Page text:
Hide Articles List

17 articles on this Page

Advertising

LETTERS TO THE EDITOR, 1

LEBBURY HUNT HEDGINGI COMPETITIONS.

HEREFORD MARKET.

ELECTING LICIT FOR LUBIR.…

[No title]

SALE IF WORK Nl LEBBiBY PARK.

I I THE -COST OF SWINE FEVER.I

News
Cite
Share

I THE COST OF SWINE FEVER. 232,000 in Compensation Last Yaar. i Mr Runciman, President of the Board of Agriculture, defended his department in the House of Commons, on Tuesday, against the complaints that the Board had dealt too dras- tically with the Irish cattle trade in the matter of the foot-and-mouth disease restrictions. Speaking on the Board of Agriculture vote, he said the Board had not been so strict as many of the English Couuty Councils, and he thought these Councils would now do well to take the advice of the Board and remove the prohibitions on Irish cattle. If it was thought well to have a Committee of stockowners and others interested to advise the Board on the subject ho would welcome such advice, but the ultimate decision must rest with the Department. The latest news from Ireland was reassuring, and they were only awaiting a final message from the Irish Department's chief veterinary officer before allowing the cattle traffic to be resumed. The recent outbreak of this disease had upset the export trade of Ifcgland for five or six months. Scotland had secured immunity from this disability, and Scotch animals had been going out without interruption. Negotiations were proceeding with the Argentine Government with the object of securing a reduction of the period of six months now insisted upon before animals were admitted after the Department of Agriculture had been able to declare the country free from disease. Foot-and-mouth disease bads nob, however, involved the country in losses anything like as large as those which had come from swine fever, which during the last generation had been the most persistent of all animil diseases. I la the last fire months the number of outbmka had graufcer than last year, and the had paid £82000 in compensation in 1913-14. while in the same period the administration of the Department in connection with swine fever had cost 965,000 over about 2,900 cases of the disease. Our method of dealing with the disease was at least as satisfactory as those in America and other countries. On the question of small holdings, Mr Runciman said the movement had shown no signs of breaking down. There were in the country 11,000 small holders, in addition to 1.400 holders under associations, and over 196,000 acres of land had been secured or were being negotiated for. Over 24,000,000 had been invested in these small holdings, and £ 60,000 a year was paid in rent. There were still over 6.000 approved applicants unsatisfied. Mr C Bathurst said the policy of whole- sale slaughter amounted to a confession of departmental ignorance and failure. It was lamentable to find the serious lack of co- operation between the Board of Agriculture in England and the department of Agriculture in Ireland, and he asserted that this led to a complete want in confidence in both departments by British farmers. Cattle diseases should be dealt with by a single body acting over the whole country. In his opinion the existing swine fever order was a failure. Mr T W Russell, of the Irish Department of Agriculture, said their inspectors had definitely declared that the animals suspected at Belfast were not suffering from foot-and-mouth disease. Mr Hicks Beach and Mr Orumley advocated a reduction of the restrictions preventing the movement of cattle from Ireland. Captain Pretyman complained of recent financial legislation, and urged the need of security for capital invested in agriculture. The debate was interrupted by the motion for adjournment. -———— —————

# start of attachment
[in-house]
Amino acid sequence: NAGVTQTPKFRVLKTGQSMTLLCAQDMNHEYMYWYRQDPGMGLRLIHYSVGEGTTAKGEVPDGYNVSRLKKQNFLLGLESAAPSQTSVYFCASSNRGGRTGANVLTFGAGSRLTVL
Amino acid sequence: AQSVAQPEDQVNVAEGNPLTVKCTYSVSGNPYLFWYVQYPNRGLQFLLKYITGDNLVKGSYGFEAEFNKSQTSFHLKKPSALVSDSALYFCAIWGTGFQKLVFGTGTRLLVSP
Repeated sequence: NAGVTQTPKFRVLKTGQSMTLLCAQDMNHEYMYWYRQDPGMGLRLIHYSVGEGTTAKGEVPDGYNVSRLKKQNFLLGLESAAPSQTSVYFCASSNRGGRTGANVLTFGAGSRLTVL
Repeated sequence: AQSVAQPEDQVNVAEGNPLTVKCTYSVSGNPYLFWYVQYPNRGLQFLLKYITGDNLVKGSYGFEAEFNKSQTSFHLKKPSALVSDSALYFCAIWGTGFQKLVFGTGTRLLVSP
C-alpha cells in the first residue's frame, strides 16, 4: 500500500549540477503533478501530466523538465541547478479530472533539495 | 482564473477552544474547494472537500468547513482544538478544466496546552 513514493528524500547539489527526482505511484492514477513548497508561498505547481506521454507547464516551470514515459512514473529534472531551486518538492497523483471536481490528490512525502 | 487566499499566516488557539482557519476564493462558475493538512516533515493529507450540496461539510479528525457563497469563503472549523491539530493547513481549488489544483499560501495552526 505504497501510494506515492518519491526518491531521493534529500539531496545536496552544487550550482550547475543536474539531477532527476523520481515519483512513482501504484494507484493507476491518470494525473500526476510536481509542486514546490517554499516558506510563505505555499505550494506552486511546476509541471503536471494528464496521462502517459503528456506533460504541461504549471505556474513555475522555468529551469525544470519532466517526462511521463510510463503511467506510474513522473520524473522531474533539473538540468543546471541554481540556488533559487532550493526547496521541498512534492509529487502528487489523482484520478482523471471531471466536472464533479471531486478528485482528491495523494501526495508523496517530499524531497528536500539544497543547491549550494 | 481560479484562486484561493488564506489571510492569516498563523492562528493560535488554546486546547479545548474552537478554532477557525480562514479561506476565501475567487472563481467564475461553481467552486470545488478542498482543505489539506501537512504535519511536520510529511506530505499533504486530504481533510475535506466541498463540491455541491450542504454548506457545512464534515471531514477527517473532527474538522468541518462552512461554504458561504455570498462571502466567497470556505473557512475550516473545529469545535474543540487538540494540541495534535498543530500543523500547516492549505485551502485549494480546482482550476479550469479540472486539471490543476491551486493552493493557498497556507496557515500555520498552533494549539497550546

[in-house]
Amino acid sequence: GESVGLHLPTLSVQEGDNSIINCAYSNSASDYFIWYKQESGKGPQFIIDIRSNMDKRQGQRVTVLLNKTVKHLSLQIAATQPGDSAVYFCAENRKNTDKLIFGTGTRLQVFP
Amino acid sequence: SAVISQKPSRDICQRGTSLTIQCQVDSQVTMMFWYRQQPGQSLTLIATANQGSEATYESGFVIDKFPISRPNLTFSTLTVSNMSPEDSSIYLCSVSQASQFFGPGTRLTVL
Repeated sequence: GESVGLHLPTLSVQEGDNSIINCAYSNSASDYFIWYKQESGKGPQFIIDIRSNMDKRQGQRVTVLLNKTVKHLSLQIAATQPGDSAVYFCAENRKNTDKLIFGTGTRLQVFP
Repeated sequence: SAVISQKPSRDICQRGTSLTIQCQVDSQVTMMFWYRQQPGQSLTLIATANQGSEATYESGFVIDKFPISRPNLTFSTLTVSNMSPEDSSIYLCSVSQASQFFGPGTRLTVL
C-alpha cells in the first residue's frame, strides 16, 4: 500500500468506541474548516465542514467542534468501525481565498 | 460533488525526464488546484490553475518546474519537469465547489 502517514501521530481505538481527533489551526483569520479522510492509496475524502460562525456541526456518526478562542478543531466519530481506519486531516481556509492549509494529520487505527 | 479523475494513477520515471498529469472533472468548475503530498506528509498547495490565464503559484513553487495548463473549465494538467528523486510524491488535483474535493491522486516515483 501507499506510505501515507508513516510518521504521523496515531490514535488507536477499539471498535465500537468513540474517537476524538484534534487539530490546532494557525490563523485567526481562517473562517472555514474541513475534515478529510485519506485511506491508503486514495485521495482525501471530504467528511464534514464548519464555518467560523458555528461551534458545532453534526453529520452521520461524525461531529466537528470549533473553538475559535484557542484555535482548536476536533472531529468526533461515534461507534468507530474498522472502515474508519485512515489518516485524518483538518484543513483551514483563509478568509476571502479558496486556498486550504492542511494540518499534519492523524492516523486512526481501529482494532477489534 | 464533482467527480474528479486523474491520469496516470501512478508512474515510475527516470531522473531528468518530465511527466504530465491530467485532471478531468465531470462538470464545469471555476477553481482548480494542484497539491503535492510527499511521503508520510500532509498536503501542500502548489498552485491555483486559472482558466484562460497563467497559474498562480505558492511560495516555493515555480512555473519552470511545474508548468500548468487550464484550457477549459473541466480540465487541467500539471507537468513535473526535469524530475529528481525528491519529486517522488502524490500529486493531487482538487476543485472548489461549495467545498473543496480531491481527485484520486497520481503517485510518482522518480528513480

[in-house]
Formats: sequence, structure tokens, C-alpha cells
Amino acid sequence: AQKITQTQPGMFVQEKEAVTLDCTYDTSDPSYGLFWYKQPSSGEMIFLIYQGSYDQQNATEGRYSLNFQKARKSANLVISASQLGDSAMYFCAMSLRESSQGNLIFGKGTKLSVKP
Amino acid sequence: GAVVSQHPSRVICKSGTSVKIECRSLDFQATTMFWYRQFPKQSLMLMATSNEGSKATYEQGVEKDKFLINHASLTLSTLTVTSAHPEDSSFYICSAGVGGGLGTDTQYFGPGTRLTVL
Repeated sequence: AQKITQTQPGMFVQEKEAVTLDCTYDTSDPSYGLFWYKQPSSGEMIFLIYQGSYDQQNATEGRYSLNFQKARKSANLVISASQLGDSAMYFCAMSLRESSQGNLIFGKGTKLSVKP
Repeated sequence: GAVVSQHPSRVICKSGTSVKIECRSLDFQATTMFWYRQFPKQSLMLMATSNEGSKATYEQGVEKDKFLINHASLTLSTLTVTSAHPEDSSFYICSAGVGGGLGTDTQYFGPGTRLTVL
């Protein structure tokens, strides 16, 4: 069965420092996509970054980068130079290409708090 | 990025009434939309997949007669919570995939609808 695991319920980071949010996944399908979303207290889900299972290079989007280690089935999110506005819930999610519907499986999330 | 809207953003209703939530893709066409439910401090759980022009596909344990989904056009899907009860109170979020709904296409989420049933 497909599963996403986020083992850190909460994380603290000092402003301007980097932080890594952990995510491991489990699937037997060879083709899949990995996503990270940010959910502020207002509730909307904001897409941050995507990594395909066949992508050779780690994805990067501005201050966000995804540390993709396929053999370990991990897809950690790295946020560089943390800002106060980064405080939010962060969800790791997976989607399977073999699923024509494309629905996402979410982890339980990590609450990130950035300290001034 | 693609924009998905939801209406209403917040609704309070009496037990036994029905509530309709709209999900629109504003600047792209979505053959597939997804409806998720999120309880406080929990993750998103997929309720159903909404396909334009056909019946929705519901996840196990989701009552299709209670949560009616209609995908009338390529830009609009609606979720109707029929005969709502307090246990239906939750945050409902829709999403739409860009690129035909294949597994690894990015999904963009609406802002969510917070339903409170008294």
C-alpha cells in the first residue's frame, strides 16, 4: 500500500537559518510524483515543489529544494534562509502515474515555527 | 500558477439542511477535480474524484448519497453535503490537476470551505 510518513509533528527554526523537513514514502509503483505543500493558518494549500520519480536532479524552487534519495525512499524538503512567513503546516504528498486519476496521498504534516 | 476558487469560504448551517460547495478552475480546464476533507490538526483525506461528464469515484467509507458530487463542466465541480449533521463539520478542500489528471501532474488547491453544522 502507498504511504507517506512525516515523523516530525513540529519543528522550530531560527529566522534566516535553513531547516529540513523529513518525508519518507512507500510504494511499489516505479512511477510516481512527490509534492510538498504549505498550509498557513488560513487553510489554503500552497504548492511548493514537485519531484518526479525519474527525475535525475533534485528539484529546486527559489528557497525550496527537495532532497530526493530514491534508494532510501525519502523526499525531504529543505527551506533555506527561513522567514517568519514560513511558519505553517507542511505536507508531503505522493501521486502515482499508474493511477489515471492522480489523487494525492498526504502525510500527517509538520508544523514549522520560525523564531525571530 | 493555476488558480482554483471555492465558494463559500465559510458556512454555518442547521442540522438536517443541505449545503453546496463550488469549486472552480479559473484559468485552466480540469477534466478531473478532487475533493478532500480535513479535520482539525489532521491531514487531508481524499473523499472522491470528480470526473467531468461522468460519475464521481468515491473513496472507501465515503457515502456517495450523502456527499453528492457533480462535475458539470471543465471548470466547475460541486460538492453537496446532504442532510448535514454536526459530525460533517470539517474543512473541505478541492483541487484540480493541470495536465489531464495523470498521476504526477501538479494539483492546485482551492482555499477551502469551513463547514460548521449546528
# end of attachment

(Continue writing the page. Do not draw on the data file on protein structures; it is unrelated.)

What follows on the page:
[No title]

AMOSit THE TABLE. r

[No title]

Advertising

GUARDIANS ELECTION AT ! COLWALL.…

DEATH OF AN OLD INHABITANT,…

PENDOCK. I

Advertising

[No title]